Leading girls from hell to humane society (With Images)March 29th, 2011 - 11:41 am ICT by IANS
Mumbai, March 29 (IANS) In a western Mumbai suburb stands a six-storey building housing 100 girls, mostly minors, who are being educated, given vocational training and psychological counselling. One thing binds them — they have all been rescued from brothels across Maharashtra.
Members of Rescue Foundation, an NGO in Kandivli, not only arranged to rescue them but also brought them to the protective home. Now it is helping them rehabilitate, reintegrate with their families and live a life of dignity.
The majority of girls are minors and are recovering from the trauma of being forced into prostitution at a tender age. All the girls hail from different parts of India and some even from other countries.
Established in 2000 by the late Balkrishna Acharya, Rescue Foundation is now managed by his wife Triveni, a former journalist. On an average, it helps rescue 300 girls a year.
“Although my husband used to informally rescue minor girls from Mumbai’s brothels since 1993 with the help of trusted informers, he established a small NGO named Maiti Nepal in association with a Nepal-based organisation in 1995,” said Triveni, the NGO’s president.
“The NGO was renamed as Rescue Foundation in 2000 when we formalised all our operations and also involved the police,” Triveni added.
“We start with tracking the leads we get from the missing person’s records. Then we investigate, verify the information and conduct rescue raids with police’s help,” she explained.
The girls are then brought to the protective home, where they undergo a medical examination and follow a strict health regimen.
“Nearly 20 percent of the girls we rescue are HIV positive. We move them to our second centre in Boisar, Thane district. We ensure that they recover fast — emotionally and physically,” she said.
An in-house pathological laboratory is also established. Rescue Foundation plans to open an out-patients department for the local population.
Triveni said 20 officers of the NGO keep a tab on the activities of the red-light areas.
“Helping our officers are several informers, who pass on tips on minor girls being brought to brothels. Disguised as customers, our officers meet the girls and explain to them about the rescue operation,” she said.
About 80 percent of the girls rescued by the NGO are minors. The officers, however, also rescue adult women willing to leave brothels and enter the mainstream of society.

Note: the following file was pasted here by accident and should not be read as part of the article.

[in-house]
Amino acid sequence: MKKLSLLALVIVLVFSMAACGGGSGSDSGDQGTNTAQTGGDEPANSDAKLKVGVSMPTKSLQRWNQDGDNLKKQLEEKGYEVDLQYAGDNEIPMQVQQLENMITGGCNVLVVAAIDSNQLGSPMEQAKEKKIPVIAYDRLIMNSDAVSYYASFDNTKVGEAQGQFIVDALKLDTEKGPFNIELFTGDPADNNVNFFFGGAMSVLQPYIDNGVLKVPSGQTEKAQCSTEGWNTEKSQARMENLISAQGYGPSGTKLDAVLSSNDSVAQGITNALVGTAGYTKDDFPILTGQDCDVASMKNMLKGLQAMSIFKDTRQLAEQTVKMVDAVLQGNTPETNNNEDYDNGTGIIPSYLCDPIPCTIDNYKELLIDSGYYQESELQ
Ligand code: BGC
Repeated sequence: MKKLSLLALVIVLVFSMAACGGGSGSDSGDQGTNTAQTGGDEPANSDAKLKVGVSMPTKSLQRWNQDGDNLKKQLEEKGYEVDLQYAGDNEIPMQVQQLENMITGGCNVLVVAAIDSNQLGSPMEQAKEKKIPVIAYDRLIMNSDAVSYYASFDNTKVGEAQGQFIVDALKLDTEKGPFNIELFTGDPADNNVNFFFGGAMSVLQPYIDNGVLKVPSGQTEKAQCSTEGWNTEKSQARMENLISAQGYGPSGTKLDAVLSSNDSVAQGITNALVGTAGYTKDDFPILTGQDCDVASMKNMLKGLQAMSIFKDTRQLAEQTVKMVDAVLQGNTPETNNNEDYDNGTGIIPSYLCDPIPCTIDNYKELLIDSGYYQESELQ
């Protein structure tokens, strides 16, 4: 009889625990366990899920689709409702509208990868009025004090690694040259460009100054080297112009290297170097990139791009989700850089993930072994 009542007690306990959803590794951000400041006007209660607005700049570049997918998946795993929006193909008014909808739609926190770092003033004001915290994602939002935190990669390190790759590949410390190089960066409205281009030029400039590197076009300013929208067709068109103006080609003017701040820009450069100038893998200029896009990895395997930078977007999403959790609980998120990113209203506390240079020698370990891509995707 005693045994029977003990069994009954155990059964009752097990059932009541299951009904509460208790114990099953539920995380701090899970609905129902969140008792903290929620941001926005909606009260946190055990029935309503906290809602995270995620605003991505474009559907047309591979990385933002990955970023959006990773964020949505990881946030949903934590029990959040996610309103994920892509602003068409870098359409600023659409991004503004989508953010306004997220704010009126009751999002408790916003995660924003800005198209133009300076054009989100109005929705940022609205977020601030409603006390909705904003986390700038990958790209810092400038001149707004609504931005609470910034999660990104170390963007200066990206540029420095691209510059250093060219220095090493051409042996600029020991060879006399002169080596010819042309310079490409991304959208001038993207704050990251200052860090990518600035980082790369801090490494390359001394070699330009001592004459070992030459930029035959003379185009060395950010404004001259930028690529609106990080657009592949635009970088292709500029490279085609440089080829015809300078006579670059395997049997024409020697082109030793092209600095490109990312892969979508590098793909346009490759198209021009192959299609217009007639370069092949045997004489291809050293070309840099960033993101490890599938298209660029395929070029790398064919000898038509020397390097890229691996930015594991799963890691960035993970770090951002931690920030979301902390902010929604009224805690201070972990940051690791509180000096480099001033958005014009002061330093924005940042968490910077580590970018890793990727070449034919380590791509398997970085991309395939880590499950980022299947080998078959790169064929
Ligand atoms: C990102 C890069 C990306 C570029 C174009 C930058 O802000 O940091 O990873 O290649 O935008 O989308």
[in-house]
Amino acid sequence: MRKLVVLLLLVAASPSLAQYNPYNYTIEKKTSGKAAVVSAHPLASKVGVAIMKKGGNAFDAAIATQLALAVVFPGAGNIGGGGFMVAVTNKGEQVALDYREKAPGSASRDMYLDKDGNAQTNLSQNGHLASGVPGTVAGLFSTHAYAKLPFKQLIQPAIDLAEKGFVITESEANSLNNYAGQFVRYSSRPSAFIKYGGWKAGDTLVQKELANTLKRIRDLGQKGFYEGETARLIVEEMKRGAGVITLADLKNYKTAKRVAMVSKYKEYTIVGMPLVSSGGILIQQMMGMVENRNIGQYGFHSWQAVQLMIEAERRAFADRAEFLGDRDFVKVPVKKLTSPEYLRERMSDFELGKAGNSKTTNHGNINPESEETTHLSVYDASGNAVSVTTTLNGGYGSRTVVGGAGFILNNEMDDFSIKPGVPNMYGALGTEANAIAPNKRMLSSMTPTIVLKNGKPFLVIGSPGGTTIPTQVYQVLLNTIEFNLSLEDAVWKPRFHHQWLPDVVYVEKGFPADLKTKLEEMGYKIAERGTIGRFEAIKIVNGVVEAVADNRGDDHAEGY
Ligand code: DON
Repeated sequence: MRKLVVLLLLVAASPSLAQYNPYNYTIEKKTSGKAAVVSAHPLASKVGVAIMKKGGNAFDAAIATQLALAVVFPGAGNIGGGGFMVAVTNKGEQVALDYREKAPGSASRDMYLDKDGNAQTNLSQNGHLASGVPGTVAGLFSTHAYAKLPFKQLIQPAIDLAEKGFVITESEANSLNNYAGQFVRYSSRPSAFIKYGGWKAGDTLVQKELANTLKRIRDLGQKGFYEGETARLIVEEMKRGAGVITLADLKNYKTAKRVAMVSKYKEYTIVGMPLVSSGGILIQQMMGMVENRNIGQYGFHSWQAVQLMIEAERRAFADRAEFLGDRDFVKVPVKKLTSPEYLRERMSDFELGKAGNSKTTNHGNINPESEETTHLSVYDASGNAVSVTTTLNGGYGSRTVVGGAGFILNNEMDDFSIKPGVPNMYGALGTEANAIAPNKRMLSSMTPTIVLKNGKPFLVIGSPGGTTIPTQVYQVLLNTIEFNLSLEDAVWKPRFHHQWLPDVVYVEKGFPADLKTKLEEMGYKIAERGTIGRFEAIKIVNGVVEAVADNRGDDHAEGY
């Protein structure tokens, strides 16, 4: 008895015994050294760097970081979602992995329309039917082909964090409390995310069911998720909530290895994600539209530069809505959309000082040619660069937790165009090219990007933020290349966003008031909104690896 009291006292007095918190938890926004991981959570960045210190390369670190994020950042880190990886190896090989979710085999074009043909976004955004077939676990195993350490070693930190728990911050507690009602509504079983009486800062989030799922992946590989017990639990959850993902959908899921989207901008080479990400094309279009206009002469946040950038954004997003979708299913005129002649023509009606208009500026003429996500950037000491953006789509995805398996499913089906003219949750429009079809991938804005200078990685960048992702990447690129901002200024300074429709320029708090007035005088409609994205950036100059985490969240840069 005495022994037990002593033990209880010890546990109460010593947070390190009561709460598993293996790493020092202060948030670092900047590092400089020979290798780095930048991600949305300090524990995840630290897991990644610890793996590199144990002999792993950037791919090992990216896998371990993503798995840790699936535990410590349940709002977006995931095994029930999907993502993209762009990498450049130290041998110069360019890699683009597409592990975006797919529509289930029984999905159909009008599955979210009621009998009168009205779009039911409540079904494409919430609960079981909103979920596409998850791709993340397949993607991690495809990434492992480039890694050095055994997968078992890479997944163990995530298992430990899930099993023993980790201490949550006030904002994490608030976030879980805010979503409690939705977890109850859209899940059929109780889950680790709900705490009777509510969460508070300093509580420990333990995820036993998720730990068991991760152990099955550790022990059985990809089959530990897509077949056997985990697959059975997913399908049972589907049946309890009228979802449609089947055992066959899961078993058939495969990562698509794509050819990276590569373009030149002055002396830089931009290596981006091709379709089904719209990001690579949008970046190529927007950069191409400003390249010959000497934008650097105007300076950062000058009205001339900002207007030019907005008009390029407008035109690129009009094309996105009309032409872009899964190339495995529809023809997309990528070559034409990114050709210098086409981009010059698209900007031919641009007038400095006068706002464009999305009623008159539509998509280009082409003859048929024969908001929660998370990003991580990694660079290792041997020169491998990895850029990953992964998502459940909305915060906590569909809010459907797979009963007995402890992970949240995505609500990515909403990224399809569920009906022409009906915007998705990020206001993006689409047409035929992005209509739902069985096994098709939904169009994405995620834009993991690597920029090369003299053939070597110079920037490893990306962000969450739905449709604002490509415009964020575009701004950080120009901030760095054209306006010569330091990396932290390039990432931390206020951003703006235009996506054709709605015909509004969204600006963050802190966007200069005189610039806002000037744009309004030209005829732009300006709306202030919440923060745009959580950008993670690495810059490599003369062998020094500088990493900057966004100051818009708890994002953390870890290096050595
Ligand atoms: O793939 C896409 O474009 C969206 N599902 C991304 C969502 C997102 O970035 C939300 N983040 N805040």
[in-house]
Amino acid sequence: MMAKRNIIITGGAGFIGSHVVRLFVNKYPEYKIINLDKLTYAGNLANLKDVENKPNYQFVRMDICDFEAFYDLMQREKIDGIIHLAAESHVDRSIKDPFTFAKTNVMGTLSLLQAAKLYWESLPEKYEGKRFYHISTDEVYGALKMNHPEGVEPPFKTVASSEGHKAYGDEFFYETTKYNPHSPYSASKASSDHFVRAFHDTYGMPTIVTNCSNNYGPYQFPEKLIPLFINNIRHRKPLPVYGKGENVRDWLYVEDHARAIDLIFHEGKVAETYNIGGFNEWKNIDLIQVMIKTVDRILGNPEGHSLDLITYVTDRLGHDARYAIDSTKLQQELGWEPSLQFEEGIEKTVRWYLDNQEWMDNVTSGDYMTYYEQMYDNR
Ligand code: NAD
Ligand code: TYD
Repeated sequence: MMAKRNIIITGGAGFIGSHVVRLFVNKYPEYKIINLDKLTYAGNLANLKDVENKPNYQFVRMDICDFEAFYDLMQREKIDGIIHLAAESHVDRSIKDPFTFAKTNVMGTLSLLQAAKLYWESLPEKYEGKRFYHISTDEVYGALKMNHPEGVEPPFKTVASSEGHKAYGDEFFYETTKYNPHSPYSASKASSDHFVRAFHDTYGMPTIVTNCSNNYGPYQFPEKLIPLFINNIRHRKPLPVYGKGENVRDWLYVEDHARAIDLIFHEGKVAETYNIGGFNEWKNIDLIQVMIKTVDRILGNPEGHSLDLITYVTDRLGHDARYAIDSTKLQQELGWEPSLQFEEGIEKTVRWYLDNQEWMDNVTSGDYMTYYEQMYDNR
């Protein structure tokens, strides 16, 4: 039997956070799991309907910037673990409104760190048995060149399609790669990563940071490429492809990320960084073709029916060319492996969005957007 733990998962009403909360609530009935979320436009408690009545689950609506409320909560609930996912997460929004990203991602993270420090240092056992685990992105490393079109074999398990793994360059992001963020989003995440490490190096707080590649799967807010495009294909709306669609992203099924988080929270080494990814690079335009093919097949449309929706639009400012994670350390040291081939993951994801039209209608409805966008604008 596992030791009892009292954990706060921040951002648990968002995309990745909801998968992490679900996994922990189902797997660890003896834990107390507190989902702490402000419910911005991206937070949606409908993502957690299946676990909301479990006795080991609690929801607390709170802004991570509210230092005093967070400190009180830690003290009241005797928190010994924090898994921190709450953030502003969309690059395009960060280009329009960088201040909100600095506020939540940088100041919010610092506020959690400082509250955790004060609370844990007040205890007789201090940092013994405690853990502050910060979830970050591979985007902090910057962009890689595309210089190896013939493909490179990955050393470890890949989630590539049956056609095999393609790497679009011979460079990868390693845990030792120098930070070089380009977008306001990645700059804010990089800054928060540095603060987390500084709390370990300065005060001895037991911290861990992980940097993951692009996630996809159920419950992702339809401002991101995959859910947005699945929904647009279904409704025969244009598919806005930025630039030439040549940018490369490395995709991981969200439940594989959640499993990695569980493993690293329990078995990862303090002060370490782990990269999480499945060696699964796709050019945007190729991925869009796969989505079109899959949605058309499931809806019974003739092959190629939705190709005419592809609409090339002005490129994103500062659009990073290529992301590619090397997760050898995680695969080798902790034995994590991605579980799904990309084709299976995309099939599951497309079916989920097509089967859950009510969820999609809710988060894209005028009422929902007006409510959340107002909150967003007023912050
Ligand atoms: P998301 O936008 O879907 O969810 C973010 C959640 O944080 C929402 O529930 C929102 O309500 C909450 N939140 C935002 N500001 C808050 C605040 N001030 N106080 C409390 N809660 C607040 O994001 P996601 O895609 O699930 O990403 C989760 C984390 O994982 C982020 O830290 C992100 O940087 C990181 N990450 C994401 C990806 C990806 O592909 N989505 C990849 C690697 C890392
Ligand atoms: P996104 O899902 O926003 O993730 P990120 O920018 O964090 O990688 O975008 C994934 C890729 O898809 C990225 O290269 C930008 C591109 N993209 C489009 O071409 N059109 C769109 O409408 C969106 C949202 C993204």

Till date, Rescue Foundation has rescued over 2,000 girls from brothels across Maharashtra. The NGO plans to have offices in New Delhi and Bhopal soon.
Besides its head office, the NGO has three protective homes — in Kandivli and a recovery centre in Boisor, both with a capacity of 100 girls, and another in Pune with a capacity of 50 girls.
Triveni said the girls’ trauma does not end once they are rescued. “This is when they face the question - Now what?”
The NGO has a staff of 85 people, including teachers who give the girls a crash course in Hindi, English and mathematics. The girls can pass Class 10 in three years.
For legal proceedings, for each rescue operation, the NGO registers a police complaint, to which the rescued girls sign as witnesses.
“The brothel keeper is generally arrested first, followed by its manager or owner. Their bail application is mostly rejected as most of those rescued are minors,” she said.
A few days back, two 12-year-old girls were rescued by the NGO.
“The girls are still clueless about what happened,” Triveni said. “One of them knows she was kidnapped and sent to a godforsaken place; she has no idea what she would have gone through had she not been rescued.”
“I am looking forward to returning to my family. I don’t know why I am here,” said one.
The older girls, however, adjusted to the new loving atmosphere at Rescue Foundation’s protective home. A 15-year-old was elated when Triveni told her that a court order has permitted her to go home, a remote village in West Bengal.
Triveni, who is often addressed as ‘Maa’ (mother) by these girls, is close to tears as she talks about the five who got married in January.
“I attended their weddings in Gujarat. We had arranged for their meetings with the prospective grooms and made them aware of the girls’ past. They were understanding,” she said.
“Yes, we track their well-being, even after they are reintegrated with their families,” she added.
(Mauli Buch can be contacted at firstname.lastname@example.org)
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Tags: 100 girls, brothels, dignity, health regimen, hiv, humane society, journalist, medical examination, minor girls, missing person, nepal, ngo, prostitution, rescue foundation, strict health, suburb, tender age, thane district, trauma, vocational training